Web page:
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Golf

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    With Rory McIlroy leading the way, the Europeans are trying to withstand a U.S. challenge in Sunday's singles matches as they seek to maintain their grip on the Ryder Cup.
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Associated Press
Rory McIlroy of Northern Ireland holds up the Claret Jug trophy after winning the British Open Golf championship at the Royal Liverpool golf club, Hoylake, England, Sunday. (AP Photo/Jon Super)

Rory McIlroy wins British Open for 3rd major

Rory McIlroy had to work a little harder and sweat a little more. No matter. Just like his other two majors, this British Open was never really in doubt.

With two key birdies around the turn, and a powerful tee shot at just the right moment, McIlroy completed a wire-to-wire victory Sunday at Royal Liverpool and captured the third leg of the career Grand Slam.

The 25-year-old from Northern Ireland joined some elite company beyond the names on the silver claret jug.

Jack Nicklaus (23) and Tiger Woods (24) are the only other players to capture three different majors by the time they were 25. McIlroy won the 2011 U.S. Open at Congressional and the 2012 PGA Championship at Kiawah Island, both by eight shots.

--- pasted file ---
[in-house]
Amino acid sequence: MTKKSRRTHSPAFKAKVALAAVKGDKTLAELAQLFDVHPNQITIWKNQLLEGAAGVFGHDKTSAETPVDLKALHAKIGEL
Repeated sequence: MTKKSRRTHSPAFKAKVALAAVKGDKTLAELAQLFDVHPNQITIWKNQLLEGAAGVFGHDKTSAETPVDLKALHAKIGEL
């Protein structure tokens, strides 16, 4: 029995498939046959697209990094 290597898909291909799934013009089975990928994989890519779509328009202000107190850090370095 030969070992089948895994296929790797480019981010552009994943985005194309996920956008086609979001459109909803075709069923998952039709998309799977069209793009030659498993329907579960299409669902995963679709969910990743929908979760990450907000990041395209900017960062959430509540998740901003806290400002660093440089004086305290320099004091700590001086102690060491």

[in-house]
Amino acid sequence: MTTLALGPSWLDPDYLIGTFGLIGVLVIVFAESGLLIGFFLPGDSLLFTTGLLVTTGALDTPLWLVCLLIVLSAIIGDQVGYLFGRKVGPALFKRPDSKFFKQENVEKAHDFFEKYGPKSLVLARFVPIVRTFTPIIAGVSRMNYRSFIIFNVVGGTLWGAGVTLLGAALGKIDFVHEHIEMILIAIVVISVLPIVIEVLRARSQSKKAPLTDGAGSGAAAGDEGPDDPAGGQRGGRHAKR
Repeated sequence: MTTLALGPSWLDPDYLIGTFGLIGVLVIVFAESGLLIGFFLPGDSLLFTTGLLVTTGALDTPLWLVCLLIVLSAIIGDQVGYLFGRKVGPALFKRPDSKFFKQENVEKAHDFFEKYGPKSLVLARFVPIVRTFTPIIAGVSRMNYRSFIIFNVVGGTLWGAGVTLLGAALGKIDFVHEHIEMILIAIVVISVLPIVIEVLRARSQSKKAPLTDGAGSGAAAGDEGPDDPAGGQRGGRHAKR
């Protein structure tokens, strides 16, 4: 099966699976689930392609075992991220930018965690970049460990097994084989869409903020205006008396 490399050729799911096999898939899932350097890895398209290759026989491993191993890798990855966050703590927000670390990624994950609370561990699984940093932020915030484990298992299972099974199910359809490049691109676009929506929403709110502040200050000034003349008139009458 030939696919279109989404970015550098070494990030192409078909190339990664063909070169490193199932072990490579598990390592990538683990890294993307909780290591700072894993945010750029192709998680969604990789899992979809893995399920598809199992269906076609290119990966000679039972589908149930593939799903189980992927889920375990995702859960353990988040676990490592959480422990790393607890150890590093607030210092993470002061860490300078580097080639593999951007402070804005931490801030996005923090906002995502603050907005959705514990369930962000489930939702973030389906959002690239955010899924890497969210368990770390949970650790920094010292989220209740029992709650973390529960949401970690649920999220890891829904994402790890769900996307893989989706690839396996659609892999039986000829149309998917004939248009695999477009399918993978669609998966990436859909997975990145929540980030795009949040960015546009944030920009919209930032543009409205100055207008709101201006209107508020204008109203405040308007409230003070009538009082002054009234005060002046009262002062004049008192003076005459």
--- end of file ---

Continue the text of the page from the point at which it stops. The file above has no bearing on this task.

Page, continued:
“It feels incredible,” McIlroy said before heading out to collect the oldest trophy in golf. “Today wasn’t easy. A few guys were making runs at me. I just needed to stay focused and stay in the present and really concentrate on what I was doing out there.”

This could have been another romp except for a shaky stretch early for McIlroy, and solid efforts from Garcia and Fowler.

Garcia pulled within two shots with four holes to play until he put his tee shot in a pot bunker just right of the 15th green. His first shot failed to get over the 4-foot sodden wall and rolled back into the sand. He made bogey, and two birdies over the final three holes were not enough. Garcia shot 66 and was runner-up in a major for the fourth time.

Fowler, playing in the final group for the second straight major, never got closer than three shots. He played bogey-free for a 273.

It was the first time ever that two straight majors were won wire to wire. Martin Kaymer did it last month at Pinehurst No. 2, winning the U.S. Open by eight shots.

McIlroy, who finished at 17-under 271, wasn’t the only big winner Sunday.

Ten years ago, his father three friends each put up 100 pounds ($170) at 500-1 odds that McIlroy would win the British Open before he turned 26.

Boy Wonder made good on the bet with a brand of golf that had him marked early on as golf’s next great player. The victory moves him to No. 2 in the world, perhaps on his way to regaining the No. 1 ranking that two years ago looked as if would be his for years to come.

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